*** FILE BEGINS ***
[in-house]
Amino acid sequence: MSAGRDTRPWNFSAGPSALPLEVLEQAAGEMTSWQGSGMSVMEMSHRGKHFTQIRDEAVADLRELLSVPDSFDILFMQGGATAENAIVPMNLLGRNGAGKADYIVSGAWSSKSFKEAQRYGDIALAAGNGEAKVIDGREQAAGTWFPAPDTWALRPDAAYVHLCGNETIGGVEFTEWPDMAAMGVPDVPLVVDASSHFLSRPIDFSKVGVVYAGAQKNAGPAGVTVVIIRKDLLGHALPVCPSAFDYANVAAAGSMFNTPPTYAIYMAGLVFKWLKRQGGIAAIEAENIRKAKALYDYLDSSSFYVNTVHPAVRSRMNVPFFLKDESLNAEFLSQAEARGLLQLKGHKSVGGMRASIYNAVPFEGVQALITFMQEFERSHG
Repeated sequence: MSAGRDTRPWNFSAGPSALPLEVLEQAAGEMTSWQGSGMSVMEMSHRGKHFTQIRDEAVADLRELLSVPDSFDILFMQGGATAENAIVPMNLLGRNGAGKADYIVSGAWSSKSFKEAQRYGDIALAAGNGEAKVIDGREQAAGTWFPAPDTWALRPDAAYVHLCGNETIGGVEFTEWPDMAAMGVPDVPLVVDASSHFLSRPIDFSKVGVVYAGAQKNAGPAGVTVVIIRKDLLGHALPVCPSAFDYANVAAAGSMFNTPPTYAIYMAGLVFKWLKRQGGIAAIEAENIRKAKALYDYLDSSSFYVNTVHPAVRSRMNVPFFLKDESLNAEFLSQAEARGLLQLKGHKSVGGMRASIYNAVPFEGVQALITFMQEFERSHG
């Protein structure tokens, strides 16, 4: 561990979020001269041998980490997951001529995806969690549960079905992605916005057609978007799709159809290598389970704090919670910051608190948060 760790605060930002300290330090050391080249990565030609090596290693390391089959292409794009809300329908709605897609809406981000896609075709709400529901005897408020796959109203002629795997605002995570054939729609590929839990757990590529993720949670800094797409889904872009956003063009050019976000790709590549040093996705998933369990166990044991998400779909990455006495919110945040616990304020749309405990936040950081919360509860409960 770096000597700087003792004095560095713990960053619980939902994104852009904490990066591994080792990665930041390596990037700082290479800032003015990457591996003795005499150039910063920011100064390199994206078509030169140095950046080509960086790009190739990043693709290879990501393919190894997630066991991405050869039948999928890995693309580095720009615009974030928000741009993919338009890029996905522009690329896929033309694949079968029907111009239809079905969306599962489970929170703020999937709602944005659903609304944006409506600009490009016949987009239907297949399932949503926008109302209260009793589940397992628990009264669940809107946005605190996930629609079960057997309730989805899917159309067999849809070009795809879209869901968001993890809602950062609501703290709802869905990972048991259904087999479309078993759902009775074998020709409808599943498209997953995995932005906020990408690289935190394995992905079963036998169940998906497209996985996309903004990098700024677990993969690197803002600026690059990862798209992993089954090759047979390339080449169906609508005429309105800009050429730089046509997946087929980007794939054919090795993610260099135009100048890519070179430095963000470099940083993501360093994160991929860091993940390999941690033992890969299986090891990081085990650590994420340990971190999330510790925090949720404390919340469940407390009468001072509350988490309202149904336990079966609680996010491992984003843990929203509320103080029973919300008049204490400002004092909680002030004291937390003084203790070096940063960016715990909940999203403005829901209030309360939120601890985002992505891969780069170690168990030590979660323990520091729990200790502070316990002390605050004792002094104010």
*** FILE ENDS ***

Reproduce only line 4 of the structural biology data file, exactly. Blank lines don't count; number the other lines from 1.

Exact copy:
């Protein structure tokens, strides 16, 4: 561990979020001269041998980490997951001529995806969690549960079905992605916005057609978007799709159809290598389970704090919670910051608190948060 760790605060930002300290330090050391080249990565030609090596290693390391089959292409794009809300329908709605897609809406981000896609075709709400529901005897408020796959109203002629795997605002995570054939729609590929839990757990590529993720949670800094797409889904872009956003063009050019976000790709590549040093996705998933369990166990044991998400779909990455006495919110945040616990304020749309405990936040950081919360509860409960 770096000597700087003792004095560095713990960053619980939902994104852009904490990066591994080792990665930041390596990037700082290479800032003015990457591996003795005499150039910063920011100064390199994206078509030169140095950046080509960086790009190739990043693709290879990501393919190894997630066991991405050869039948999928890995693309580095720009615009974030928000741009993919338009890029996905522009690329896929033309694949079968029907111009239809079905969306599962489970929170703020999937709602944005659903609304944006409506600009490009016949987009239907297949399932949503926008109302209260009793589940397992628990009264669940809107946005605190996930629609079960057997309730989805899917159309067999849809070009795809879209869901968001993890809602950062609501703290709802869905990972048991259904087999479309078993759902009775074998020709409808599943498209997953995995932005906020990408690289935190394995992905079963036998169940998906497209996985996309903004990098700024677990993969690197803002600026690059990862798209992993089954090759047979390339080449169906609508005429309105800009050429730089046509997946087929980007794939054919090795993610260099135009100048890519070179430095963000470099940083993501360093994160991929860091993940390999941690033992890969299986090891990081085990650590994420340990971190999330510790925090949720404390919340469940407390009468001072509350988490309202149904336990079966609680996010491992984003843990929203509320103080029973919300008049204490400002004092909680002030004291937390003084203790070096940063960016715990909940999203403005829901209030309360939120601890985002992505891969780069170690168990030590979660323990520091729990200790502070316990002390605050004792002094104010």